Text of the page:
Success or significance
I’ve been to a few funerals lately. Probably you can identify!
As I listen to eulogies, celebrating the person’s life, I am realising there are two kinds of tributes: first, grandiose inventories of success, achievement in business, acquisition in the material world or accomplishment in the pursuit of status.
Then there are the simpler ones about what the person has given more than what they have gained, listing gifts of those who spend themselves in a worthy cause, whether in world-changing or simply everyday service.
Increasingly I find myself asking: “What do I hope people will say at my eulogy? How am I going to be remembered?”
I find myself increasingly impressed and moved by people whose lives made a difference in their families, communities and the lives they touched, locally or nationally. And I am realising I would rather be remembered for these kinds of things than the size of my bank account, car or house, or even the accolades I was awarded.
Stephen Covey gives the illustration of a group of people making their way through a jungle. Every step is painstaking, hacking their way through obstacles and undergrowth. After many days, the leader suggests he climb up a tree and see where they are. He shouts down: “I have good news and bad news. The good news is we are making excellent progress. The bad news is we are in the wrong jungle!”
Could the same be said of you and me? We may be making excellent progress, but are we in the right jungle?
It is not always obvious what it means to be successful in life. The term can describe professional achievement at work or pre-eminence in academics or some other field that brings public recognition. Others speak of successfully raising children and grandchildren which, while sadly not always acknowledged, deserves to be regarded as especially important.
John Wooden defined success as: “The sense of satisfaction you get from the knowledge that you have done your best.” That great definition gets us away from delineating success as only the highest and the greatest. If success is defined as those who reach the pinnacle, or who make more money than everybody else, then virtually no one is successful.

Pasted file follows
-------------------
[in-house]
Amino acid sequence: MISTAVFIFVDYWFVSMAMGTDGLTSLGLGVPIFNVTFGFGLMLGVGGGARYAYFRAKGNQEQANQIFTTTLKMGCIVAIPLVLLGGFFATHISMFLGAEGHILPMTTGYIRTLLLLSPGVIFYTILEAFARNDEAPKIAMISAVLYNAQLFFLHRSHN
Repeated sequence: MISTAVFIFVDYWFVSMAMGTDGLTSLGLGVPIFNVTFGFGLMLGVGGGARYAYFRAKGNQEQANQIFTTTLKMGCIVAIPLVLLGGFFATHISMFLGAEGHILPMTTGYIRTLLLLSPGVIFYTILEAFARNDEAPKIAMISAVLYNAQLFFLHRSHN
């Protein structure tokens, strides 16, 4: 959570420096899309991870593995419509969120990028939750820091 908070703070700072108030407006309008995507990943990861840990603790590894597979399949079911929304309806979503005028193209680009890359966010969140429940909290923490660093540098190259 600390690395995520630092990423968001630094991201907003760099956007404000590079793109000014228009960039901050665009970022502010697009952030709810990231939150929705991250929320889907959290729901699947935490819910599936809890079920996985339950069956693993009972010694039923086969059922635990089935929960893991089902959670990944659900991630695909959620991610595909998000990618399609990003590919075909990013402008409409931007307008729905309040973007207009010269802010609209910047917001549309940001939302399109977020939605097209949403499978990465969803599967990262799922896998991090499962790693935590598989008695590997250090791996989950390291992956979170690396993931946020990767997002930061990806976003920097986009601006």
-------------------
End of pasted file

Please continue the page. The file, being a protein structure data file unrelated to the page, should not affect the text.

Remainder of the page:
But by Wooden’s definition, the person who studies and works hard for their B+ is more of a success that the intellectual who settles for an A- when they could have had an A+ with a little more effort.
Perhaps real success should be measured by an individuals’ ability to reach their own goals.
The secret of life is not accumulation, it is contribution. Making money and acquiring toys is all very well, but surely of greater significance is making a difference to my world. As the quote goes: “20 years from now, you will be more disappointed by the things you didn’t do than by the ones you did.”
To lead a purposeful life, we have to follow our passions. Many people have probably been guilty, at some point, of simply going through the motions of life, failing to experience the intense burn of passion. The real tragedy occurs when we begin to think that this is an acceptable way to live. Each of us has a purpose and meaning that will ultimately define the significance of our time on this earth.
Determining eventual significance depends on the ability to keep striving despite disappointment, rejection, even failure. I admire those who seem to overcome insurmountable difficulties simply by refusing to quit. Success should be measured not so much by the position one has reached in life as the obstacles overcome to get there.
Aim for success, but strive for significance.
Your significance will be determined by discovering how you have impacted those around you and made a difference in your world. Relationships and human interaction are the most valuable currency. No monetary gain can match the internal growth that can come from a single conversation or a lifetime of memories shared with another.
Every single morning, we have a chance to make the change and become the person we really want to be. You just have to decide to go ahead and do it.
Dr Bill Webster is the author of numerous books and resources for grieving people. He has some innovative resources which funeral directors and professionals can make available to their clients as part of an after-care programme. Check out Dr Bill’s resources at his website, www.GriefJourney.comaftercare, Bill Webster, Dr Bill, Grief Journey, legacy, Linda Jones